I immediately headed for the freezer for an ice pack and sat with it wrapped around my arm until it got warm. Then, I went back in my room, turned on a light and cleaned up the glass. I’ll glue the candleholder back together. It’s a glass elephant, part of a pair, and even though it won’t look as good as new, I’m a misfit toy and I love other misfit toys. (In the event you don’t know what I mean, here’s an explanation.) I took a big dose of ibuprofen and went to bed earlier than I planned.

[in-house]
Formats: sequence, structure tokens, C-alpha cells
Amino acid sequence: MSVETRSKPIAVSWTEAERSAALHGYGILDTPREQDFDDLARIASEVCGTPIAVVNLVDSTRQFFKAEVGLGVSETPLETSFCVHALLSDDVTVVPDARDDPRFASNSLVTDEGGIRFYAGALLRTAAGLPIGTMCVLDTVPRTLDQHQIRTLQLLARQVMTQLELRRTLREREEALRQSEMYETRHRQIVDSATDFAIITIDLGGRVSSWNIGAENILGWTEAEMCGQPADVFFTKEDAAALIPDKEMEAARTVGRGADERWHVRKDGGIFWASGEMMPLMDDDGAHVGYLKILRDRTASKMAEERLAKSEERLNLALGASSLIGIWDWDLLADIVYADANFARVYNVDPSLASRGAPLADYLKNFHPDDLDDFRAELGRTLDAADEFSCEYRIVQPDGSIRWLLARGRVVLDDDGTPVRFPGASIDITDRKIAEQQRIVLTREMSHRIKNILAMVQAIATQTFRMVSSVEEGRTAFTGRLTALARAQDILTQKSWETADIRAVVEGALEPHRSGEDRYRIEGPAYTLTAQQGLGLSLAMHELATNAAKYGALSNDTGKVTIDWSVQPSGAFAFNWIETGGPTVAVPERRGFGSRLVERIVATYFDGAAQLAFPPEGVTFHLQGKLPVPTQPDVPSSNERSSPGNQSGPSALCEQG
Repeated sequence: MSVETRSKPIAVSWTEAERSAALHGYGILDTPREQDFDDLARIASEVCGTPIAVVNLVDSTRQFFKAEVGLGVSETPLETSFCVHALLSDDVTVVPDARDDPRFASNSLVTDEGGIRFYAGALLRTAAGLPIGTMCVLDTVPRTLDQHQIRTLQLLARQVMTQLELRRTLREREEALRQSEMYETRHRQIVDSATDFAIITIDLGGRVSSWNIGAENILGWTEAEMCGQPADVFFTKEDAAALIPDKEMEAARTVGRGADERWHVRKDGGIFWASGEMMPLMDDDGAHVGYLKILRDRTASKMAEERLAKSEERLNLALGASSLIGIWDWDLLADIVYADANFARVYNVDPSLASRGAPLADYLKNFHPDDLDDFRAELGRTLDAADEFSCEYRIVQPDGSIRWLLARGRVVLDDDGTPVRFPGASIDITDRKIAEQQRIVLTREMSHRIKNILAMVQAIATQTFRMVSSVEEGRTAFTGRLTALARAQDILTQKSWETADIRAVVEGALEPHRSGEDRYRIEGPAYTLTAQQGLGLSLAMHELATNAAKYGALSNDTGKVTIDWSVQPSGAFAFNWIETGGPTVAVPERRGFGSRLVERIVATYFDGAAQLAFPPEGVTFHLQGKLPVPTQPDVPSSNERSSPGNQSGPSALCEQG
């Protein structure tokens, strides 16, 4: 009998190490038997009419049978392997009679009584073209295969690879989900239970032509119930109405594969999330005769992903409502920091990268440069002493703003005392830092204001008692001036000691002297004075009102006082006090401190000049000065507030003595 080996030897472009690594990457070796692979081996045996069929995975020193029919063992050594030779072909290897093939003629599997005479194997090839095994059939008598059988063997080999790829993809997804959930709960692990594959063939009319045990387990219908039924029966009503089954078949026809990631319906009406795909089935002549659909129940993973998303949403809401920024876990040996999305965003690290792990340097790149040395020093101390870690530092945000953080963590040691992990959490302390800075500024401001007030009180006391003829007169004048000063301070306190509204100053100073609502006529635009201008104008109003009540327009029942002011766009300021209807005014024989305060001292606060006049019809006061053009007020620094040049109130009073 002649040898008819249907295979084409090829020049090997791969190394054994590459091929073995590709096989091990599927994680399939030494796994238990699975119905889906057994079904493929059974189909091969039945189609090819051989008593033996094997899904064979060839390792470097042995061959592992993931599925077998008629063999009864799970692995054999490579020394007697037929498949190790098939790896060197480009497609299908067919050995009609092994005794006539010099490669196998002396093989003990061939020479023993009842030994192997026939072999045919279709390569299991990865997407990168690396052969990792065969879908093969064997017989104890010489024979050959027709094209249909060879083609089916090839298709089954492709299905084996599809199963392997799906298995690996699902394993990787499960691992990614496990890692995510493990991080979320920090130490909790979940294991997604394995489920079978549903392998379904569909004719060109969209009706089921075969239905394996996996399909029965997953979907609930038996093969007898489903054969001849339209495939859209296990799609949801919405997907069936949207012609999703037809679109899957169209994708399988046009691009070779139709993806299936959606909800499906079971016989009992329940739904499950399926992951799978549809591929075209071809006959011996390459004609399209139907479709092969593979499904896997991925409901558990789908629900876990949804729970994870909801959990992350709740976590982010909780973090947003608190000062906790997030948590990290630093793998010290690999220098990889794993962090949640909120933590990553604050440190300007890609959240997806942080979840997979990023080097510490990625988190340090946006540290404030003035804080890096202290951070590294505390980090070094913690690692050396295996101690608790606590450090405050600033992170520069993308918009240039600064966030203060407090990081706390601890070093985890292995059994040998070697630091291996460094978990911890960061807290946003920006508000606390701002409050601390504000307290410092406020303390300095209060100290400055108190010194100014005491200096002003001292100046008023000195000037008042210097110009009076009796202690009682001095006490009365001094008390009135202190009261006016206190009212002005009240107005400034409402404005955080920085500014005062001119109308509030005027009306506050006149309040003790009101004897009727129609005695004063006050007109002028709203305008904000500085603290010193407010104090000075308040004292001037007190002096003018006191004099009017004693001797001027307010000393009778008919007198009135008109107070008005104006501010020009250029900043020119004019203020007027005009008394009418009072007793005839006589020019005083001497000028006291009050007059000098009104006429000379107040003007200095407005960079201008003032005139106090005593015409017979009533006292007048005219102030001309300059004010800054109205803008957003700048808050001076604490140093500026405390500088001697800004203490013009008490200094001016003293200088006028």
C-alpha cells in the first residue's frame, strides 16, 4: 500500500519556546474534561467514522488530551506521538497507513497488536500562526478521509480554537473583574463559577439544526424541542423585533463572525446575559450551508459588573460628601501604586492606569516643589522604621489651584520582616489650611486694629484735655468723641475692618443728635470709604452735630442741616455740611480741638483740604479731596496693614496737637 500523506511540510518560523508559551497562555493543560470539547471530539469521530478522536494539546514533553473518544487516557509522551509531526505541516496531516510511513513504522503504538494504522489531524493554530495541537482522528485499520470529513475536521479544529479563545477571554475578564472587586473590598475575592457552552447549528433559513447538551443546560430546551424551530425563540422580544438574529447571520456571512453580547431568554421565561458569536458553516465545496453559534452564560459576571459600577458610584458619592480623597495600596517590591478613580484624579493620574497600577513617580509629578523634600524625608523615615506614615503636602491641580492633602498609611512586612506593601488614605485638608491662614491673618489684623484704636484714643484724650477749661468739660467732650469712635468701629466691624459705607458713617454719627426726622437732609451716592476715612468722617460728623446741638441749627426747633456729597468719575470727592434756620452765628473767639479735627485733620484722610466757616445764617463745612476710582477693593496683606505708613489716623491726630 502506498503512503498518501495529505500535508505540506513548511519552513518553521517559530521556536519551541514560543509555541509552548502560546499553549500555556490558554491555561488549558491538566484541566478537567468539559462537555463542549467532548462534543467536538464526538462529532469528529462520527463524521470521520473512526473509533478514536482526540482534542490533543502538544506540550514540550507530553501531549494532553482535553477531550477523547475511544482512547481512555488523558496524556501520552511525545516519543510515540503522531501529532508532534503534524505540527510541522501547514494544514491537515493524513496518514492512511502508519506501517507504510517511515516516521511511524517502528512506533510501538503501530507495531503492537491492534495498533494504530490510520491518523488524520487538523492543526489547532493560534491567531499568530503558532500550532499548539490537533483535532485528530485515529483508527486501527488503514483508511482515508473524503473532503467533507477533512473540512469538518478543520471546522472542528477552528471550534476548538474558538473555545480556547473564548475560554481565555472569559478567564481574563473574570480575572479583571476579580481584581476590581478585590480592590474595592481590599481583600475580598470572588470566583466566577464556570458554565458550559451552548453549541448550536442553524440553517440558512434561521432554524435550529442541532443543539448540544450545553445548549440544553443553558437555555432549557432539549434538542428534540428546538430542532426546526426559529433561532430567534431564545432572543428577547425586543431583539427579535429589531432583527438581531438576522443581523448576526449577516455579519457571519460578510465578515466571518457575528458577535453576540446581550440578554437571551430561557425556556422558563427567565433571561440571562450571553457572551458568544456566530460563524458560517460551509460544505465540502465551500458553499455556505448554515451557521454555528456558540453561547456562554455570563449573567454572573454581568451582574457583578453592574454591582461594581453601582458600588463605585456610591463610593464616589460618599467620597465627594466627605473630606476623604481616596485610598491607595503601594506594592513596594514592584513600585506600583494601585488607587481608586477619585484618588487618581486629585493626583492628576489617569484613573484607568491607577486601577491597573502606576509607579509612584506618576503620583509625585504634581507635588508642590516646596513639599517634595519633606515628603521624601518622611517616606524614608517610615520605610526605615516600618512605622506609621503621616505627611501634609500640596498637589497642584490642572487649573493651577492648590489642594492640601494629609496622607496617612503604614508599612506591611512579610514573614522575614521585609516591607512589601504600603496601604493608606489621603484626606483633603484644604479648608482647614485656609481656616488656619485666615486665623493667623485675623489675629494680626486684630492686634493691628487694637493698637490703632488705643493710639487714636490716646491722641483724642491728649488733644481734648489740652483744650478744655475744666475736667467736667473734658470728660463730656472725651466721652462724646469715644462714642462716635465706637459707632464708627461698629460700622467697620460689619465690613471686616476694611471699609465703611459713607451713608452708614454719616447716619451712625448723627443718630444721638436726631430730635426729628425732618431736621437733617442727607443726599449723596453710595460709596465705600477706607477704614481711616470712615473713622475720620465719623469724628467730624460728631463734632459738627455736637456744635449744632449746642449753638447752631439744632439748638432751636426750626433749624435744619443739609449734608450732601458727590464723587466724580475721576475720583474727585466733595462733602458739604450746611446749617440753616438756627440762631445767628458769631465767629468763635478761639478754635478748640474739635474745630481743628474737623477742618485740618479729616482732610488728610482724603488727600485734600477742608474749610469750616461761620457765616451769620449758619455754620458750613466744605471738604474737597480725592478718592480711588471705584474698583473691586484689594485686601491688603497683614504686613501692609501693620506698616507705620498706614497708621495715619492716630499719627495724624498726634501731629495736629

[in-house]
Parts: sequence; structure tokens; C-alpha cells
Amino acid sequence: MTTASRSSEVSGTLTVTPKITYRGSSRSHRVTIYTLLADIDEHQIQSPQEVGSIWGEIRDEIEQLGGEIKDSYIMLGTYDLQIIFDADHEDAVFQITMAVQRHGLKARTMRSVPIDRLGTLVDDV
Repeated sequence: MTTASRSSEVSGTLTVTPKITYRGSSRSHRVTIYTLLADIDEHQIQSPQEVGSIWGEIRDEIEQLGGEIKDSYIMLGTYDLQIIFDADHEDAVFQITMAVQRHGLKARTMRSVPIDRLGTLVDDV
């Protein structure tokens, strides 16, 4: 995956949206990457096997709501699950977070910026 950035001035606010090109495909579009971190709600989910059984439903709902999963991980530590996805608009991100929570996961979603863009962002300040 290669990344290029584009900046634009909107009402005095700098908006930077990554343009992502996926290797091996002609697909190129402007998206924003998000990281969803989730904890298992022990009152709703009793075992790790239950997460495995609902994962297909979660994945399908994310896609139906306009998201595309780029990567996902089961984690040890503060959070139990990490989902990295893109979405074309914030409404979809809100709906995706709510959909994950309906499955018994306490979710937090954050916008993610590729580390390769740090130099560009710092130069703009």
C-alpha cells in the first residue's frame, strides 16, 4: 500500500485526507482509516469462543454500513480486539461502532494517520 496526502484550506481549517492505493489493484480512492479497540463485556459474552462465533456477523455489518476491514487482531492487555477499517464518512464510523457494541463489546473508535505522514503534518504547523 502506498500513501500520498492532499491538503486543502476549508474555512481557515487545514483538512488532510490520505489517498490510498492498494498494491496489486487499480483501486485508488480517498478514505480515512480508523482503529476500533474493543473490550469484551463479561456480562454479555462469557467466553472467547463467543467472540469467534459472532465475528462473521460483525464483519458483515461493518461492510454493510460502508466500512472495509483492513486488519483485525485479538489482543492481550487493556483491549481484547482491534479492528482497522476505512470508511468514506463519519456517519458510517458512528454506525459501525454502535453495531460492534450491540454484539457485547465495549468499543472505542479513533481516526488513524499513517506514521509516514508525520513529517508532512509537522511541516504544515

Today, I am sore, in many places, but I am fine. I feel lucky that I didn’t get hurt worse than I did (although the bruise on my arm is literally more a foot long). The point in my telling you this is that you have two choices in life when you get knocked down – you can lie there and cry and whine about falling and then you can spend an infinite amount of time doing more of that OR you can get back up, brush yourself off, take a deep breath, be thankful it wasn’t worse and move on. I hope I will again choose the latter the next chance I get.